The rainy season in the Central Highlands and Southern regions will last until October, with a high risk of low pressure and storms that go along with heavy rains, he said.

Salinity and droughts will come earlier and be more severe than in the 2018-2019 dry season in the Mekong Delta. (Photo for illustration:

According to Lam, from August to October, mainstream flow in the Mekong River is likely to stay lower than the average level of many years by 10-30 percent.

Due to a lack of rainfall and low upstream flow in the Mekong River, the flood spike in 2019 in the Mekong Delta region will be lower than the average level of many years, with the peak of flood season falling in the first half of October, he said.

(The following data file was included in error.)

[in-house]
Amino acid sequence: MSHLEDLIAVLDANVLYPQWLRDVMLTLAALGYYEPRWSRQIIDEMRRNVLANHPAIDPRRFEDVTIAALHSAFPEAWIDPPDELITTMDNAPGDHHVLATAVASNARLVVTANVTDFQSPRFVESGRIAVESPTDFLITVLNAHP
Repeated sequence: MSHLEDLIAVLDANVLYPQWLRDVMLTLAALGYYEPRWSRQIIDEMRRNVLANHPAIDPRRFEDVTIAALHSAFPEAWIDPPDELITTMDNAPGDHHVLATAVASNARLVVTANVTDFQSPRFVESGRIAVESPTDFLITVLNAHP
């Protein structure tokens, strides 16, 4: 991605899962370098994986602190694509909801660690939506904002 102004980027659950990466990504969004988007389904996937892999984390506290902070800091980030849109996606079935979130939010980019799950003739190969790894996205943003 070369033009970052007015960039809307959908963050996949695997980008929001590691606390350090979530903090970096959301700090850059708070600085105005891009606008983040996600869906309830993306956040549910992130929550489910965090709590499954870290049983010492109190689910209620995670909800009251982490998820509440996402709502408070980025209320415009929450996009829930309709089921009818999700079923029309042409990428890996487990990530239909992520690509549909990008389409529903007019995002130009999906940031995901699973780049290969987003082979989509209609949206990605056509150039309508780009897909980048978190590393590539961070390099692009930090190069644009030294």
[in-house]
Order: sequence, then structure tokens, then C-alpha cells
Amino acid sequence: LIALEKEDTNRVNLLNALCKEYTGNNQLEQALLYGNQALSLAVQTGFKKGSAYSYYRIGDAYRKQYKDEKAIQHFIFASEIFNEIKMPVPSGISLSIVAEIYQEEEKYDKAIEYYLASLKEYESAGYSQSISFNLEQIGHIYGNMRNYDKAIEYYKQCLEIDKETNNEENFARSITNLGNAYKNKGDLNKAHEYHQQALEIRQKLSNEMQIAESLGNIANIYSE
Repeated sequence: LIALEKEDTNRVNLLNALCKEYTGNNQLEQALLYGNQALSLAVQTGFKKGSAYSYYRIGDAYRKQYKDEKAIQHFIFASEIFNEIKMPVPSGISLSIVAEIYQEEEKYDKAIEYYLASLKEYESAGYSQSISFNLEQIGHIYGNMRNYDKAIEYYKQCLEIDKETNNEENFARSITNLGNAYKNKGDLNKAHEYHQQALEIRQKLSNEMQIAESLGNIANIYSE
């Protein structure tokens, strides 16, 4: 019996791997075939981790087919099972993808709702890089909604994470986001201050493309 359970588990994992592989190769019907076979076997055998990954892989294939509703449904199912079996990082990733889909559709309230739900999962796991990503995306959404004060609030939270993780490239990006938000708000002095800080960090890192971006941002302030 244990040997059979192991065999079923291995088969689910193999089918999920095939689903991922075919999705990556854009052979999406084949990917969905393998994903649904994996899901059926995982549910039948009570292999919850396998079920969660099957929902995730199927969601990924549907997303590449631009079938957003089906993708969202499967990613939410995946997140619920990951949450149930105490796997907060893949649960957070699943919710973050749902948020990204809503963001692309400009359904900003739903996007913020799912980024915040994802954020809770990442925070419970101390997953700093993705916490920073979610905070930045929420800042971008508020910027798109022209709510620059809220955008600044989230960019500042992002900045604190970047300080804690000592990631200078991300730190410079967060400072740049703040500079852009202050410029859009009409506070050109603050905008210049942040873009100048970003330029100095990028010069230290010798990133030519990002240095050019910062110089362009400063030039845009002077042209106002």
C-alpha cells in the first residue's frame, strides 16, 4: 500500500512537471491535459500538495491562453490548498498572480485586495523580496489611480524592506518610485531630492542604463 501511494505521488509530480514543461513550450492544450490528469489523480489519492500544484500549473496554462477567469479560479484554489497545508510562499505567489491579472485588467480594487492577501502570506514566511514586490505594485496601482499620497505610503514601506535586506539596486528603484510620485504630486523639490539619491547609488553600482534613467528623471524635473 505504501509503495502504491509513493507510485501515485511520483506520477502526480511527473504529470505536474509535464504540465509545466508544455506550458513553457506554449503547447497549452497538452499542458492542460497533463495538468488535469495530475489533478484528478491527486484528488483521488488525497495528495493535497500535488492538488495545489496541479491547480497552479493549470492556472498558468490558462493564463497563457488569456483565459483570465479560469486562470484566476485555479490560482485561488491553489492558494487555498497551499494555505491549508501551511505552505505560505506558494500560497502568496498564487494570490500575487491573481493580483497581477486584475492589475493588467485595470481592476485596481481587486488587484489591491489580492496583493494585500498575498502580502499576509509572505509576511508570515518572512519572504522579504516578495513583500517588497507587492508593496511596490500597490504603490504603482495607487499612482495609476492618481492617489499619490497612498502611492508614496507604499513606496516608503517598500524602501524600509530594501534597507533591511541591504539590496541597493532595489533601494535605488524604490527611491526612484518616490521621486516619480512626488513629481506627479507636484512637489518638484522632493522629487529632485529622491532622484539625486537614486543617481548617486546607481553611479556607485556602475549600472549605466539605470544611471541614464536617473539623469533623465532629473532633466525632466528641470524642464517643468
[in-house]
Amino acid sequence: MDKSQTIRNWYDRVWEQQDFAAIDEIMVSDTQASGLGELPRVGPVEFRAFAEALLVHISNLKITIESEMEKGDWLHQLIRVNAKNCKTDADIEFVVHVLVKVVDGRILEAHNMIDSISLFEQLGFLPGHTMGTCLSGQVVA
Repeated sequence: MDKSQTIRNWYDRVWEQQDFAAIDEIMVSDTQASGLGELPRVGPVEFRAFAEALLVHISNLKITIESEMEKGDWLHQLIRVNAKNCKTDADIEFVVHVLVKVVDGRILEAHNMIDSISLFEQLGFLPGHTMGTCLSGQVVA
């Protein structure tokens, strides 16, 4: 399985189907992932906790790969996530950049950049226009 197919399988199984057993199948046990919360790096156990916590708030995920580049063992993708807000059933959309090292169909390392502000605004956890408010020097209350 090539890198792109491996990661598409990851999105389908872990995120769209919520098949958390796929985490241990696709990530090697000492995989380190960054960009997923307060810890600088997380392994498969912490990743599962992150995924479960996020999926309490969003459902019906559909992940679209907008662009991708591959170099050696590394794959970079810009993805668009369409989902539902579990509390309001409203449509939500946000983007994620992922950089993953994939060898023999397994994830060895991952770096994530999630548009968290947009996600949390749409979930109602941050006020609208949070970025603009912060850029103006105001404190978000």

Upstream flow of the Mekong River to Vietnam’s Mekong Delta region is forecast to face a shortage of 10-30 percent, leading to high risk of droughts and early salinity.

Regarding flooding in Phu Quoc island of Kien Giang province as well as the Central Highlands and southern regions recently, Lam explained the strong southwest winds combined with inter-tropical convergence zone in the East Sea led to prolonged rains and high rainfall in the regions.

He noted that in Buon Me Thuot city of the Central Highlands province of Dak Lak, total rainfall in the first 10 days of August was 402mm, much higher than the average level in the same period of many years at about 111mm.

In Phu Quoc, the rainfall in the first 10 days of August was 1,167mm, seven times higher than the average level in many years at only 163mm, and equivalent to one half of the average level in the island for the whole year of about 2,800mm. This was a record level of rainfall for the island since 1978, said Lam.

Source: VNA